You may have heard about integrated pest management (IPM) and wondered if it is something only farmers use. Actually IPM has a real place in any type of gardening, including your community garden plot. According to the UGA Integrated Pest Management website this is the definition of IPM:
It is a science-based decision making process that employs biological, mechanical, cultural, and chemical control methods in such a way as to minimize economic, environmental, and public health risks associated with pests and pest management practices.
Notice it is science-based decision making. This is important.
In practice, the gardener employs many different strategies to combat an insect pest or disease instead of just reaching for the chemical spray. For a very basic example a gardener wants to grow tomatoes knowing that Fusarium wilt can be a problem. (Fusarium wilt is a fungus that lives in the soil and infects plants through their root systems.) This gardener will employ IPM by:
making sure his/her soil is healthy
- growing healthy plants using recommended fertilization and watering practices
- learning about the Fusarium wilt fungus and its biology
- choosing tomato cultivars that show resistance to Fusarium wilt – these will have the letter “F” after the cultivar name
- caring for garden equipment by proper disinfection and not using equipment from another gardener that has not been disinfected
- being aware of the hot, dry weather that favors Fusarium wilt and looking for wilting especially during these conditions
- destroying any infected plants
- practicing crop rotation
With IPM, actions are taken to prevent diseases and pests from becoming a problem. Rather than simply eliminating the pests that are found right now, using IPM means the gardener will look at environmental factors that affect the pest and its ability to do damage. Armed with this information, the gardener can create conditions that are unfavorable for the pest. Know your enemy!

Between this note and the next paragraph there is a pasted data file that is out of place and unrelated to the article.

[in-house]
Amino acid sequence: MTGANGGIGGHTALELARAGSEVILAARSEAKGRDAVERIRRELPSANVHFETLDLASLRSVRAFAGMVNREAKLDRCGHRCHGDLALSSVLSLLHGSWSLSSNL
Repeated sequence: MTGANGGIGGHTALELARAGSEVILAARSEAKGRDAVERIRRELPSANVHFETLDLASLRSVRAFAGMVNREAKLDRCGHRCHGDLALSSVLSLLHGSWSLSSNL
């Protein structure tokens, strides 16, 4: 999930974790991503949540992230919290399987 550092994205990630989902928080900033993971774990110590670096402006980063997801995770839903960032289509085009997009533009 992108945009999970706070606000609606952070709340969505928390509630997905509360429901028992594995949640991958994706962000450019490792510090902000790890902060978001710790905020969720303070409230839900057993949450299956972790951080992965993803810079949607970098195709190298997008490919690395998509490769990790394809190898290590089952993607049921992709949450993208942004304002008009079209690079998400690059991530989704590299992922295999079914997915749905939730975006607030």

Your local UGA Extension agent can help you make a positive disease or insect identification so that you can make a plan to deter the problem.
Learning when and where an insect pest lays her eggs can help you find those eggs and remove them. Determining what weather conditions favor a disease can help you adjust your planting date to avoid the peak of the disease. Finding out how a disease is spread can also help you combat it. Is it soil-borne or are fungal spores spread with wind? Also, what beneficial insects prey on your insect pest and how can you attract those helpful insects?
Subscribing to this blog and other researched based information sources can help you know what diseases or pests are problematic in your area and what you can do about them.
If you haven’t visited the Upcoming Classes page of this blog, please do so. There are many classes and workshops coming up. Many are free and some are offered online.
Becky is a Georgia Certified Beekeeper and works with community and school gardeners to increase beneficial insect habitat.In 2019, she will coordinate the Great Georgia Pollinator Census (https://GGaPC.org).Ask her about it!